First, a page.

Cold Stress in Corn

When corn seeds imbibe (take up) water, cell membranes stretch and cells expand. When a damaged cell membrane rehydrates, it may not return to its normal shape and size. This can create a "leaky" cell. Water is at its densest at about 39°F so when cold water is imbibed, it may result in additional membrane damage. These ruptured membranes may occur in the cell walls and in the mitochondria. In the plant this action may disrupt the embryo/endosperm enzymatic conversion to energy, but mostly results in leakage of cell solutes and sugars. This, in turn, is likely to reduce growth rate and interfere with growth of the emerging seedling.

  • Debate exists about what specific temperature and timing causes imbibitional chilling.  However, corn plants that imbibe cold water (in the low 40s) in the first 48 hours after planting undoubtedly are affected.
  • Planting when soil temperatures are above 50°F alleviates concerns of imbibitional chilling affecting corn emergence. Some scientists suggest that corn will not be injured at soil temperatures as low as 41°F; however, there is certainly some risk of injury from imbibitional chilling at those low temperatures.
  • For best results, begin planting corn when soil temperatures are in the high 40s and the short-term forecast calls for warm days that will continue pushing soil temperatures higher. If soil temperatures are in the high 40s and the weather forecast calls for cold wet conditions within the next 48 hours, soil temperatures will likely drop and planting should be delayed until temperatures warm.

An inexpensive meat thermometer can be used to check soil temperature in an individual field. (Photo by Nathan Mueller)

Check the soil temperature

of the field(s) you want to plant that day and then assess the temperature forecast for that same evening and the next day and evening. If the morning soil temperature is at or above 50°F and is not likely to fall below 50°F in the next 48 hours, consider planting.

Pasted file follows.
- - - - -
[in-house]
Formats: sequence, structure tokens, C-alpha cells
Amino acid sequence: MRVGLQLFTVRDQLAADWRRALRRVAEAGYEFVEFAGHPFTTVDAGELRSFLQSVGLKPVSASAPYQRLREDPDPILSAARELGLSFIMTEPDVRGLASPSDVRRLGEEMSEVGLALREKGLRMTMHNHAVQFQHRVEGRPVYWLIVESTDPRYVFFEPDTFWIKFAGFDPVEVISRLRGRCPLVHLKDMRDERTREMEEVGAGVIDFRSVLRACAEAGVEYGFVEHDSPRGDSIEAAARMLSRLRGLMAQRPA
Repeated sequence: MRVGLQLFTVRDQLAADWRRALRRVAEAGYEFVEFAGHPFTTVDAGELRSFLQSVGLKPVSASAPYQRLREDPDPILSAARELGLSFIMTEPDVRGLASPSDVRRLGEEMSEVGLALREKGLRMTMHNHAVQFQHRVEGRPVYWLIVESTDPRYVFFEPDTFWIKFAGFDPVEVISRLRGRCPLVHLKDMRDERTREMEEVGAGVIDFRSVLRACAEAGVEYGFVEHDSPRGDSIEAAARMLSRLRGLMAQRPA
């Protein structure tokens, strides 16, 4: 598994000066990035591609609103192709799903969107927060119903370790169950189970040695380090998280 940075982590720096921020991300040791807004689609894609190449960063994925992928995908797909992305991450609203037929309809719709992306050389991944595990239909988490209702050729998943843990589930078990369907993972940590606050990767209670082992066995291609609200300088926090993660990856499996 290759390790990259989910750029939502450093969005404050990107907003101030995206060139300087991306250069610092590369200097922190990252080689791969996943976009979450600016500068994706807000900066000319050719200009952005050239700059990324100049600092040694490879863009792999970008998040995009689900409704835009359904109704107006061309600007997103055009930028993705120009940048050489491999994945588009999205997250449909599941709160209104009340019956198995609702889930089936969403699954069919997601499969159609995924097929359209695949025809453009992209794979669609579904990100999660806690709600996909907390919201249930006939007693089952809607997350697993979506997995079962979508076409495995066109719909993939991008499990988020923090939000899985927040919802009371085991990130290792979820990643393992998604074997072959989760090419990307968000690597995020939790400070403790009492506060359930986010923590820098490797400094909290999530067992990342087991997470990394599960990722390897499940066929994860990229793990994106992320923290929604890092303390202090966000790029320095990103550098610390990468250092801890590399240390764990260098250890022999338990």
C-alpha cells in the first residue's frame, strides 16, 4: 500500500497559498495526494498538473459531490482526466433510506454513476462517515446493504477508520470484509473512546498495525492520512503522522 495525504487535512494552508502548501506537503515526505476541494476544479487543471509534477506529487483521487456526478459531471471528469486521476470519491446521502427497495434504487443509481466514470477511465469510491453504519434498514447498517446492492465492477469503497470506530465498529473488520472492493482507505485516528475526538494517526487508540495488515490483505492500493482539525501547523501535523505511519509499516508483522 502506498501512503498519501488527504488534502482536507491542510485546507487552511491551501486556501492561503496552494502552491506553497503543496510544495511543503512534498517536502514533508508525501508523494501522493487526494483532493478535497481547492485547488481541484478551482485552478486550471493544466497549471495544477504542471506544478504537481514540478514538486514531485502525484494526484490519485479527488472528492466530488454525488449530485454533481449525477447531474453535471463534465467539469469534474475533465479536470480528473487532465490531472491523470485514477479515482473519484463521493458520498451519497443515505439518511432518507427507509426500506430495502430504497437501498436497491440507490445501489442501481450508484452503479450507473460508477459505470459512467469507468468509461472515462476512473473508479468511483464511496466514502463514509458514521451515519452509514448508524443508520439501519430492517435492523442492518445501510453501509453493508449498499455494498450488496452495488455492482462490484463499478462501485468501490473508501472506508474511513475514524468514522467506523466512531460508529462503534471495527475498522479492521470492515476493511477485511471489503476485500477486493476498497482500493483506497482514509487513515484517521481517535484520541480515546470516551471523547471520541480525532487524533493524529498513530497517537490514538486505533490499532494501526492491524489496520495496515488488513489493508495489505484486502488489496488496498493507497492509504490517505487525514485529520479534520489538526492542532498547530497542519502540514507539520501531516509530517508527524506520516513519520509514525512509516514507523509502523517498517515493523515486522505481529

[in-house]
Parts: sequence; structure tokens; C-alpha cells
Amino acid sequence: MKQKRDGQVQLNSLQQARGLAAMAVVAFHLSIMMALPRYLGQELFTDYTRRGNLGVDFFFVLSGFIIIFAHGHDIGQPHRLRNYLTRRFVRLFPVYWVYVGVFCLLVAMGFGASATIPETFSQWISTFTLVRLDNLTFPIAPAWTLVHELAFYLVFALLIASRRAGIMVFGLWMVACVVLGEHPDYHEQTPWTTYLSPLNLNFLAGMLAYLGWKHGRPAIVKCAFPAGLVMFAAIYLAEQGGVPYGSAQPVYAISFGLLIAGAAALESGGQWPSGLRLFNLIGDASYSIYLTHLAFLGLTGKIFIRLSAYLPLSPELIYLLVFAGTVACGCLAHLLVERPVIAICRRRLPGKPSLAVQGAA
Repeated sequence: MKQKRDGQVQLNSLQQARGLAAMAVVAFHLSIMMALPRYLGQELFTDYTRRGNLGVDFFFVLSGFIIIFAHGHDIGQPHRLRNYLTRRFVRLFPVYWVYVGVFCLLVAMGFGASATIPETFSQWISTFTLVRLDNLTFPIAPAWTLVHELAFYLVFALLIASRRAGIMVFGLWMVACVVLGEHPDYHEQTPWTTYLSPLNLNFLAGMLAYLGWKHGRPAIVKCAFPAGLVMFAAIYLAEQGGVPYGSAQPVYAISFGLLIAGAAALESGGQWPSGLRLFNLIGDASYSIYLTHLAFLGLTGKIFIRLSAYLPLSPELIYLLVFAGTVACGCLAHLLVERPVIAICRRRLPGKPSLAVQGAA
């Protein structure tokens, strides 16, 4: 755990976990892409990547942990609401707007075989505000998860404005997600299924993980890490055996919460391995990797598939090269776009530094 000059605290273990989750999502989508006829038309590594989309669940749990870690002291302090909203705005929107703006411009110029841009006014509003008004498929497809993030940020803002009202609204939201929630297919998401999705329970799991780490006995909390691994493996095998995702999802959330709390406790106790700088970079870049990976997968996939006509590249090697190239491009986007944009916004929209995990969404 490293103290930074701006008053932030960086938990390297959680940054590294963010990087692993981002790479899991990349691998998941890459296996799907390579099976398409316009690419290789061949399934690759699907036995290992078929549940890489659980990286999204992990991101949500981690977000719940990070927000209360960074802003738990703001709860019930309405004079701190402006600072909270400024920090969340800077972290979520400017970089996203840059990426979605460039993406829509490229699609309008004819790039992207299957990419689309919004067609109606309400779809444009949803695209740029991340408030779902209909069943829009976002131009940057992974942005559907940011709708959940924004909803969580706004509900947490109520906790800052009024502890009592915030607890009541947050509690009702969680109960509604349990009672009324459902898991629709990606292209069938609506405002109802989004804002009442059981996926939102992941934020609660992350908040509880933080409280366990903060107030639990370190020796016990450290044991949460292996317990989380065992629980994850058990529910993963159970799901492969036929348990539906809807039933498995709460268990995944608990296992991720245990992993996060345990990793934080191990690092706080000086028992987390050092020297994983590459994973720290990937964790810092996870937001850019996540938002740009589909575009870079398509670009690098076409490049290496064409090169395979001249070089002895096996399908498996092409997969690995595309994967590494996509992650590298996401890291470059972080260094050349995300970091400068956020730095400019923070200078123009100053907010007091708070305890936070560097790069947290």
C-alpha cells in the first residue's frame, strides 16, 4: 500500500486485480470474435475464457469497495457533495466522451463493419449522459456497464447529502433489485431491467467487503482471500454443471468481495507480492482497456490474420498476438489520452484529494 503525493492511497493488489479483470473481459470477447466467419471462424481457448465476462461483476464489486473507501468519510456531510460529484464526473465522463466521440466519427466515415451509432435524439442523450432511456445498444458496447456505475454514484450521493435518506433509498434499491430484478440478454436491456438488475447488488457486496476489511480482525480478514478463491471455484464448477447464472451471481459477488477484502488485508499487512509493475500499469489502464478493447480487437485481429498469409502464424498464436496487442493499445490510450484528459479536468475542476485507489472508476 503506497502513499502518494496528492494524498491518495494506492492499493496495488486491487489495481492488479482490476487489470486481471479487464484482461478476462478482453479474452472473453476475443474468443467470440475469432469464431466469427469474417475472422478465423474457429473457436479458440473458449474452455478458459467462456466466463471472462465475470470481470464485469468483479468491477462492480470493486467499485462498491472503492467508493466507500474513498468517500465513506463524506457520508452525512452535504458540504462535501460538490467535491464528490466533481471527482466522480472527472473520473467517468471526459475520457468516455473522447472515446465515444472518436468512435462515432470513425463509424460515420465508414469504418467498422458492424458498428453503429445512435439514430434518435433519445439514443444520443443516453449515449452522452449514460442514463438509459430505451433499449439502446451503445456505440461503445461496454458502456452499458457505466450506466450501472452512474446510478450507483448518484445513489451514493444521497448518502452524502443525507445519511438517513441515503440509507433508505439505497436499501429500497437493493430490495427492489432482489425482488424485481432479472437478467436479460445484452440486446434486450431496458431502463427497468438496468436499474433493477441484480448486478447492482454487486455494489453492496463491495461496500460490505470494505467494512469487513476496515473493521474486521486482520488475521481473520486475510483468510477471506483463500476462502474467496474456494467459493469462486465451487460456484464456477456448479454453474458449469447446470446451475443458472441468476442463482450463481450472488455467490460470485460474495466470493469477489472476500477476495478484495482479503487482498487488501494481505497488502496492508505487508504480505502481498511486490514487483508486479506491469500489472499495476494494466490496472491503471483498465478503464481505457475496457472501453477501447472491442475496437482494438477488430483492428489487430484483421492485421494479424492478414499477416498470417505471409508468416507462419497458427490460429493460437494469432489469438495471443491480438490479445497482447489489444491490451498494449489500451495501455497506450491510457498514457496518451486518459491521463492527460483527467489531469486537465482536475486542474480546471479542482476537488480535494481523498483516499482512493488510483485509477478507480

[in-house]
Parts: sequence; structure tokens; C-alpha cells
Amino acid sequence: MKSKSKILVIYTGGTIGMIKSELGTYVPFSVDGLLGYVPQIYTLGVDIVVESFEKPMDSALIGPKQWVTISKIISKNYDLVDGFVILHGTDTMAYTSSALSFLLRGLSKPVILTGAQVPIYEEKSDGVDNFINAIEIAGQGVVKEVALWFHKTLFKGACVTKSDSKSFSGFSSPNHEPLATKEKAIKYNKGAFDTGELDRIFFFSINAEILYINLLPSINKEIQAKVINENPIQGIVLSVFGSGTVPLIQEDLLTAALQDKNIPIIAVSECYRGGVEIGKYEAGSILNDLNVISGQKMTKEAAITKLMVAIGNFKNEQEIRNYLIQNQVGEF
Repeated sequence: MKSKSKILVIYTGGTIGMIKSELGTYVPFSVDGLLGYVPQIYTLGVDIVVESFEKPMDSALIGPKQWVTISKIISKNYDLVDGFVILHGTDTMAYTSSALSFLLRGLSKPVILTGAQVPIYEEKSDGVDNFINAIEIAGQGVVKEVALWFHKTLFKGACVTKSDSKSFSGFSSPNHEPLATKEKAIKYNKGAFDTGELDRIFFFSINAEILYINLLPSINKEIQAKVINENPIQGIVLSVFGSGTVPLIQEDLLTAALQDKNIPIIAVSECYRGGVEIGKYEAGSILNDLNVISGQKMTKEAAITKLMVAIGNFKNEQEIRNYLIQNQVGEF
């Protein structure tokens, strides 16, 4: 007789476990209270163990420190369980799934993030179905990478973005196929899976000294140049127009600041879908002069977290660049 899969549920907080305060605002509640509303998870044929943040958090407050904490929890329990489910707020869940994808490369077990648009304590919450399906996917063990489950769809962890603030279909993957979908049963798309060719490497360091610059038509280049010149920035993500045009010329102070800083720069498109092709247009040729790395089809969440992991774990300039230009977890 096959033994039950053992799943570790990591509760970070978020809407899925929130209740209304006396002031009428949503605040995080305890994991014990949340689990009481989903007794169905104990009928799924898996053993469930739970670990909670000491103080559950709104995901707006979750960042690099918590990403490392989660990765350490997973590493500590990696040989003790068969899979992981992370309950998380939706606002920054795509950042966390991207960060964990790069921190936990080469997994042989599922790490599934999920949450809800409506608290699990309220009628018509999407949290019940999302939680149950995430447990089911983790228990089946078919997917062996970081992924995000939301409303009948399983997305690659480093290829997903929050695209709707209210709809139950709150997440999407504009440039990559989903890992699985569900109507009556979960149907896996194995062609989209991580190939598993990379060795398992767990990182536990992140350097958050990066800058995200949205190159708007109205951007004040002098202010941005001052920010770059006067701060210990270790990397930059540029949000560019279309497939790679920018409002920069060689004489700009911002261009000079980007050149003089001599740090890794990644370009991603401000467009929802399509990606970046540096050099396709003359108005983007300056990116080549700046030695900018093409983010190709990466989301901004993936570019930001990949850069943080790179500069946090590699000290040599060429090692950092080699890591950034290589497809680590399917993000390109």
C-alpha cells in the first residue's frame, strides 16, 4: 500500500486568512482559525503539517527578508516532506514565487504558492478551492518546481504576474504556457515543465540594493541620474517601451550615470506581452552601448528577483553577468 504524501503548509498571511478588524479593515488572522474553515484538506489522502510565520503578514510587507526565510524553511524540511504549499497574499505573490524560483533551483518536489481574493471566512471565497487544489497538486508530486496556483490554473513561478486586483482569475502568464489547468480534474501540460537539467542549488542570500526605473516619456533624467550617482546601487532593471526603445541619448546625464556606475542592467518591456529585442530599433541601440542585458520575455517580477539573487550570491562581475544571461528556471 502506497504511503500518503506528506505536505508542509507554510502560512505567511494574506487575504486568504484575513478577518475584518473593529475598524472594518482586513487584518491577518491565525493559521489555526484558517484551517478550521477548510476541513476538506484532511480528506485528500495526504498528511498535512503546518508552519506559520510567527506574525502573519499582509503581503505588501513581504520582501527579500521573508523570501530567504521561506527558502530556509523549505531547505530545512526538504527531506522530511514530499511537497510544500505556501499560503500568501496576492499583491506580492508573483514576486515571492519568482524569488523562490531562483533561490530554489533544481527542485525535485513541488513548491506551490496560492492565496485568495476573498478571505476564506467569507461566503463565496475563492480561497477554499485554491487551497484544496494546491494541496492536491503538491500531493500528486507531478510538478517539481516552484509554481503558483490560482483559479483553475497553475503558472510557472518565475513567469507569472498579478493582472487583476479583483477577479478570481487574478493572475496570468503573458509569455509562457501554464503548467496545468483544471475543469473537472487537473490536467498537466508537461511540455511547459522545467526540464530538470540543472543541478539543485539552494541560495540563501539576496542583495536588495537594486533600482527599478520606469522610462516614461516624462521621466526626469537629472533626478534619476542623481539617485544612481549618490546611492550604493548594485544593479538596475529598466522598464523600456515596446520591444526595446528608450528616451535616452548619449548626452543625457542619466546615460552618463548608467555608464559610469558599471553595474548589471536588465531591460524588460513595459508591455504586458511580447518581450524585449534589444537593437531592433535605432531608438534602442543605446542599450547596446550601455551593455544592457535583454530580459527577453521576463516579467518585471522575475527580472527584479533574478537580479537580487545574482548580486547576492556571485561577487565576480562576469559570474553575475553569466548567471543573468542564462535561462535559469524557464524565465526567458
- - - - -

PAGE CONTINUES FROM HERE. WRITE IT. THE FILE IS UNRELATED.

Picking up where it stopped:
Cold Stress in Soybean

Soybean germination consists first of a very fast uptake of water (imbibitional phase) followed by a much slower uptake of water (osmotic phase). Chilling during the first phase can cause severe problems because the imbibed water is needed to rehydrate the cotyledons and embryo to the point that cell membranes become functional. Cold temperatures interfere with proper hydration of those membranes.

  • The imbibitional phase is typically not very long (usually less than 24 hours) and can occur with relatively little soil moisture since the seed is dry at planting. Thus, getting a cold rain within 24 hours after planting can lead to soybean chilling injury and thus lower stands.
  • Chilling injury is likely greater if soil temperatures were cold (less than 50° F) at planting rather than becoming cold 24 or more hours after sowing. Chilling injury occurs with temperatures of less than 50°F within 24 hours of planting; germination failure and seedling death occur at soil temperatures around 40°F. The longer the seed is in the ground at warm soil temperatures before cold temperatures occur, the less chance there is for chilling injury.
  • Saturated soil with cold temperatures significantly reduces germination rate, thus fungicide seed treatments are recommended if planting in April or early May.
  • Bottom line: Plant your soybeans if you think the soil temperatures won't get cold (less than 50°F) for at least 24 hours. If you planted two or more days before the cold rain, there should be no imbibitional injury due to cold temperature.

During the second phase of germination, the fully functional membranes (after imbibitional hydration) create an osmotic situation in which water diffuses into the living cells. Osmotic water uptake is slow with cold temperatures. Chilling during this phase causes little direct injury to the germinating seedling. Cold temperatures will, however, slow emergence.

In conclusion, check the weather forecast, soil temperature, and hybrid/variety cold tolerance before planting.  The first 24- and 48-hour periods are critical for soybean and corn, respectively, if soil temperatures dip much below 50°F.  Monitor your fields based on planting date throughout the year to determine any affects on plant stand and yield.

References

Kruger, G., J. Specht, R. Elmore, J. Rees, and T. Hoegemeyer.  Factors Influencing Cold Stress in Corn and Soybean.  UNL CropWatch.

Specht, J., J. Rees, P. Grassini, and K. Glewen.  2016.  Three Key Considerations for Planting Corn and Soybeans.  UNL CropWatch.

Specht, J. 2013.  Tracking Air and Soil Temperatures in Soybeans Planted April 29.  UNL CropWatch.

Vertucci et al.  1983.  Dynamics of Imbibition of Soybean Embryos. Plant Physiology 72:190-193.

 

 

Brian Buller

DEKALB/ASGROW | Seed Agronomist

SE Nebraska Safety Lead

(402) 875-2365

brian.j.buller@monsanto.com

 

 

John W. McNamara

Agronomist

Wiles Bros. Inc.

606 Wiles Road

Plattsmouth NE. 68048

(402) 298-8550--Office

(402) 499-3870--Cell

(402) 298-7174--Fax